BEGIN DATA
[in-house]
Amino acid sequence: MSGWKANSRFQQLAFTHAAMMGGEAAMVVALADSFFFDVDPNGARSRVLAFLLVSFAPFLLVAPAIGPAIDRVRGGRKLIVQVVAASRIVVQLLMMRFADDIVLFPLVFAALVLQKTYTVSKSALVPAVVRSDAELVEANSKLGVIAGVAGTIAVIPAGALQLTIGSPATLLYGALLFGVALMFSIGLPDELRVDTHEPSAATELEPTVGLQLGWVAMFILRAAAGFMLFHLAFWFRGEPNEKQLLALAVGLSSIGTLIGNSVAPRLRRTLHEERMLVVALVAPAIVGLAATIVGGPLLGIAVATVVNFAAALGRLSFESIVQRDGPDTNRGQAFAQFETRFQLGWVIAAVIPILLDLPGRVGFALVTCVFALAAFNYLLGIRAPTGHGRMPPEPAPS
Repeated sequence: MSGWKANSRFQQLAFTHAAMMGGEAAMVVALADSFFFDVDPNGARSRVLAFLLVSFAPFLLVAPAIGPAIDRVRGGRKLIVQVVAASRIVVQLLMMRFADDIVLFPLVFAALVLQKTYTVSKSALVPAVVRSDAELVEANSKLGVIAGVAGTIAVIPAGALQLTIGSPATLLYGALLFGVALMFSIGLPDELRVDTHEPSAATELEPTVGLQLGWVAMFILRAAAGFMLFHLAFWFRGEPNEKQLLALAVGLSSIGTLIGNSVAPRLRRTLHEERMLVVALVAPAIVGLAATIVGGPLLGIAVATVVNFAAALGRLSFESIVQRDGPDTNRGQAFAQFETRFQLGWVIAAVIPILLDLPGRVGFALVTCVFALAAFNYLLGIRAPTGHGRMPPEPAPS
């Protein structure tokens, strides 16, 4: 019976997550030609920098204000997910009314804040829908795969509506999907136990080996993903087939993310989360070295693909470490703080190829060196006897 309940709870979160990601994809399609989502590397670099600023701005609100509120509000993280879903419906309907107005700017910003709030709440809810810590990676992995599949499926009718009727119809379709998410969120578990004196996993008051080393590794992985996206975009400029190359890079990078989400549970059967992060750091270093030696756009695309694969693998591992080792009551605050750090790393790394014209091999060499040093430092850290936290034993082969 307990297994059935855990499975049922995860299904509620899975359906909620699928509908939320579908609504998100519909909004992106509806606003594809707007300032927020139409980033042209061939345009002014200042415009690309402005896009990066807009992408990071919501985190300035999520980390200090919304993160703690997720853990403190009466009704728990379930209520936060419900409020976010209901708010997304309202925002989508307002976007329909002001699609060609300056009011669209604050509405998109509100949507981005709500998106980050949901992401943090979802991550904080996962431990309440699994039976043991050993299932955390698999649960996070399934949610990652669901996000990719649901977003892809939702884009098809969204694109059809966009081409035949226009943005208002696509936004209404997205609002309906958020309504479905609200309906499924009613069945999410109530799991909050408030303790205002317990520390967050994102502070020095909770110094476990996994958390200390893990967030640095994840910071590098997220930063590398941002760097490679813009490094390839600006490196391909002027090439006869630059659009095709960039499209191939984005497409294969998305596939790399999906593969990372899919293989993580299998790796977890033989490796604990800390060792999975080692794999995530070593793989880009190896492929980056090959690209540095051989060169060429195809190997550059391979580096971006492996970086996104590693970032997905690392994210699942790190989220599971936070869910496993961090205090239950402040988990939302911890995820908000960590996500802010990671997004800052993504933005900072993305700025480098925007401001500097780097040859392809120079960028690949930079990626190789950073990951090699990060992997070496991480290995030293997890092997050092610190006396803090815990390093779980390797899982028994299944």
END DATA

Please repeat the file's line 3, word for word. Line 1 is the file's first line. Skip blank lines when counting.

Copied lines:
Repeated sequence: MSGWKANSRFQQLAFTHAAMMGGEAAMVVALADSFFFDVDPNGARSRVLAFLLVSFAPFLLVAPAIGPAIDRVRGGRKLIVQVVAASRIVVQLLMMRFADDIVLFPLVFAALVLQKTYTVSKSALVPAVVRSDAELVEANSKLGVIAGVAGTIAVIPAGALQLTIGSPATLLYGALLFGVALMFSIGLPDELRVDTHEPSAATELEPTVGLQLGWVAMFILRAAAGFMLFHLAFWFRGEPNEKQLLALAVGLSSIGTLIGNSVAPRLRRTLHEERMLVVALVAPAIVGLAATIVGGPLLGIAVATVVNFAAALGRLSFESIVQRDGPDTNRGQAFAQFETRFQLGWVIAAVIPILLDLPGRVGFALVTCVFALAAFNYLLGIRAPTGHGRMPPEPAPS